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More fallout from Microsoft's moves to consolidate its ad platforms

Massive isn't the only part of Microsoft's ad business to feel the impact. Microsoft officials have been laying the groundwork for Microsoft's move to make all of its various ad platforms look and feel like a cohesive entity, known as "Microsoft Advertising." But it wasn't until this week that the effects of those consolidation moves became clear.

At the end of the week of Microsoft's Round 2 of layoffs, the dust is continuing to settle, especially in the advertising space.

Microsoft officials have acknowledged that cuts announced this week massively affected its Massive in-game ad unit. But according to a spokesperson, "the reports of a 75 percent workforce reduction are inaccurate. In total, the Massive business unit will see a headcount reduction of 28 percent."

Massive isn't the only part of Microsoft's ad business to feel the impact, however. Microsoft officials have been laying the groundwork for Microsoft's move to make all of its various ad platforms look and feel like a cohesive entity, known as "Microsoft Advertising." But it wasn't until this week that the effects of those consolidation moves became clear.

From the aforementioned spokesperson, whom I asked about rumors of other Microsoft advertising cuts:

"Rapt and AdManager are being consolidated with AdCenter and PubCenter. A key strategy of APS (Advertiser and Publisher Solutions Group) is to consolidate various platforms around a common platform. Customers have been very clear about wanting a "one-stop shop" for our advertiser and publisher technologies, and that remains the mission and goal with these changes.

"Atlas Enterprise is not being phased out. It will be integrated into the core Microsoft Ad Platform, giving customers additional capabilities and building upon their investment in Atlas."

Rapt is a product Microsoft acquired when it bought Rapt Inc. -- "the leading provider of advertising yield management solutions for digital media publishers" -- in March 2008. AdManager is a sell-side tool that currently is part of Microsoft's Atlas suite of products aimed at smaller publishers. Atlas Enterprise is buy-side tool for agencies and advertisers.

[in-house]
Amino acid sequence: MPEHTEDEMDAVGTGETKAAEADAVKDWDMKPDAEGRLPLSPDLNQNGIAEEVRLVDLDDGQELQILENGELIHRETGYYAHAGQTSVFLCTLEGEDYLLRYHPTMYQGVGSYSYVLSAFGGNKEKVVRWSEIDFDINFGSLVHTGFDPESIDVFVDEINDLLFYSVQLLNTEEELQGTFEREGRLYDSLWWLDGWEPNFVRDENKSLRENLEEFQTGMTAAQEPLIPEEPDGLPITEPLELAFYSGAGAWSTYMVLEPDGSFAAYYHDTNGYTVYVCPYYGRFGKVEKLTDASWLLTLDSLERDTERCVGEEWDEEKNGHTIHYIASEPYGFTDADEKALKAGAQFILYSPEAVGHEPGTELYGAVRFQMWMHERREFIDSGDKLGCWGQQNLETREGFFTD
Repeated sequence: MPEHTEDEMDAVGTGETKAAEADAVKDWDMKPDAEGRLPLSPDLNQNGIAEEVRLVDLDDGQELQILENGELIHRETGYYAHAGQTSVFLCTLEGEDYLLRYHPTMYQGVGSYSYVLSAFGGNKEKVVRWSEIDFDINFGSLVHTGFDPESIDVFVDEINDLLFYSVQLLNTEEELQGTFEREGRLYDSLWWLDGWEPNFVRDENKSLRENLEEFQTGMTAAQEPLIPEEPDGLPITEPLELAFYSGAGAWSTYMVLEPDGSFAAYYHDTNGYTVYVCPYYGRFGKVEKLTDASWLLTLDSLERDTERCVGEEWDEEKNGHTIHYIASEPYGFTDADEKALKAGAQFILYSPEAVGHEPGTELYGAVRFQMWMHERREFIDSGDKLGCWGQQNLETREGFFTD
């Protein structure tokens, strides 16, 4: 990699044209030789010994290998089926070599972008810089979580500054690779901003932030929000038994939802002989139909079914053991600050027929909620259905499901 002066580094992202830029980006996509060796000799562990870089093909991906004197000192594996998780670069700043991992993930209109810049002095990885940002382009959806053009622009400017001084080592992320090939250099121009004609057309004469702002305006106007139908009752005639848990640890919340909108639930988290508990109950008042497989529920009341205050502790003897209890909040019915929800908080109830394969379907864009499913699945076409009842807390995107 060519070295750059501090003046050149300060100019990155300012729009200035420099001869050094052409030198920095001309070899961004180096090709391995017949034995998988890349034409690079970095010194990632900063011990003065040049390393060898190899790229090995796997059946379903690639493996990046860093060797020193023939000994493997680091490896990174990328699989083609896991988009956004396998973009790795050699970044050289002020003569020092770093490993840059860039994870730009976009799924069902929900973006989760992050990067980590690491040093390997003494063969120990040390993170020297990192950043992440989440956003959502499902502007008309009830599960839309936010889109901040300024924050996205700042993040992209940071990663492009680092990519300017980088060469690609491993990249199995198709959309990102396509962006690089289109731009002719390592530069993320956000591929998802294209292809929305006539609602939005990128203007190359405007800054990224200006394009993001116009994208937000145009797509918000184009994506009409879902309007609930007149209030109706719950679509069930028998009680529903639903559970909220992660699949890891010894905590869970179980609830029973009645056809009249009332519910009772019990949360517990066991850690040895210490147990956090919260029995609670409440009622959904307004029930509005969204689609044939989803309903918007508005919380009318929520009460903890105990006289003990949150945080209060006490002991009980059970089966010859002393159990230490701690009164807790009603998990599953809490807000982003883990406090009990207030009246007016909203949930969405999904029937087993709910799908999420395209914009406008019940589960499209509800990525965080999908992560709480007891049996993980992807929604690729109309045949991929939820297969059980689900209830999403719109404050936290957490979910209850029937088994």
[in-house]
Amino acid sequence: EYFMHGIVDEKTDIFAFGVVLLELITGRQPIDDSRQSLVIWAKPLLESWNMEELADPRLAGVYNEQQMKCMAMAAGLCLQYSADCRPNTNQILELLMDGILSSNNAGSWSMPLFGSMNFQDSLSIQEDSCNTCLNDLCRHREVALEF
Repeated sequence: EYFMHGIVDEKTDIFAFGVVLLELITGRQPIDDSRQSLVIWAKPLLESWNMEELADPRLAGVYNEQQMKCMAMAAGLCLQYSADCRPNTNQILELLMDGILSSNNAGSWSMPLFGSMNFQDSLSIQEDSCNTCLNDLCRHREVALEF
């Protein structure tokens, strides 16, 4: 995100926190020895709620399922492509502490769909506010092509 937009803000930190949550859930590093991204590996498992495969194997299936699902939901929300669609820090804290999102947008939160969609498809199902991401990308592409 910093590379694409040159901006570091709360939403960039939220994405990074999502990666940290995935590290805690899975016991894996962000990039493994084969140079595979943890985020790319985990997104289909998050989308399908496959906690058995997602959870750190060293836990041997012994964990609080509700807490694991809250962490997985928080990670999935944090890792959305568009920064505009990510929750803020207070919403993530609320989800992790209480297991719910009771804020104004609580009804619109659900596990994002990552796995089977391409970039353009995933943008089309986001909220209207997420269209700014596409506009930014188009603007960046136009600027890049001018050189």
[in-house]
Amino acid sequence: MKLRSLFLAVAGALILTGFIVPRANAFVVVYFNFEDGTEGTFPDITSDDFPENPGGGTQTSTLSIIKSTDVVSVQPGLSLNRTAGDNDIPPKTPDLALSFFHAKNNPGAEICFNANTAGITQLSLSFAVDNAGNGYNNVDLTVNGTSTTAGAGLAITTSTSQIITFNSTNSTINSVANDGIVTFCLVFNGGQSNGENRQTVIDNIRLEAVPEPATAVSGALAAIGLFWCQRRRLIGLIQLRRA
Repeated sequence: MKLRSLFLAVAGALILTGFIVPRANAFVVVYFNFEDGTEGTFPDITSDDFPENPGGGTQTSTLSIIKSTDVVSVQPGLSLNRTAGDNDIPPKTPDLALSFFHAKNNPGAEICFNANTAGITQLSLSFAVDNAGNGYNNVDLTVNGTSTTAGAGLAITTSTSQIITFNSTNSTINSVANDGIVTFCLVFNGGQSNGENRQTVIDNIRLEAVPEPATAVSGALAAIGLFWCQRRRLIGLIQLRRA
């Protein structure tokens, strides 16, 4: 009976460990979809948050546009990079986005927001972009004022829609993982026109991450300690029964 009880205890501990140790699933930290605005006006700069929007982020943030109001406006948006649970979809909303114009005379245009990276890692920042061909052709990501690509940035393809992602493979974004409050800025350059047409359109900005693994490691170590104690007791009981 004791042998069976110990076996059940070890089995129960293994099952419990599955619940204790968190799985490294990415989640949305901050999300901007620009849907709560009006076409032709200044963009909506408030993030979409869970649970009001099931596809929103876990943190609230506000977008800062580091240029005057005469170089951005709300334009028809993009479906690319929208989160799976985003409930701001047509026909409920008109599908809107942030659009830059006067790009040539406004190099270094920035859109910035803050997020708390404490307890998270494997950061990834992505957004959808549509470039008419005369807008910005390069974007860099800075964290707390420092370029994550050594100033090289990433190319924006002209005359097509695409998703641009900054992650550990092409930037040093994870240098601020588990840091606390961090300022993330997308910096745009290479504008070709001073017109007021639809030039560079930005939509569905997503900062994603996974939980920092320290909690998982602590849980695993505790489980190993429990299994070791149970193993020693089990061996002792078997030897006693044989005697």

Microsoft bought the Atlas assets in 2007 when it paid $6 billion for ad company aQuantive.

AdCenter is Microsoft's core online ad platform. PubCenter is Microsoft's Google adSense competitor -- a public beta of which recently went live.

Microsoft doesn't always phase out the products it buys when it aquires companies. Just look at the Microsoft Business Solutions side of the house -- home to the Great Plains, Navision, Axapta and Solomon offerings. Microsoft is still supporting all four ERP platforms (to varying degrees). (Navision, for its part, has three upcoming relases on its roadmap extending out to 2017!)

But back to Microsoft and online advertising.... CEO Ballmer has made it clear Microsoft sees search and advertising as two areas where the company is going to continue to invest, no matter what. (And, as we know, Ballmer's Google obsession runs deep.) But this week's cuts show Ballmer & Co. aren't willing to invest 100 percent blindly. Even online advertising has to show it is cutting costs, just like the rest of the company....

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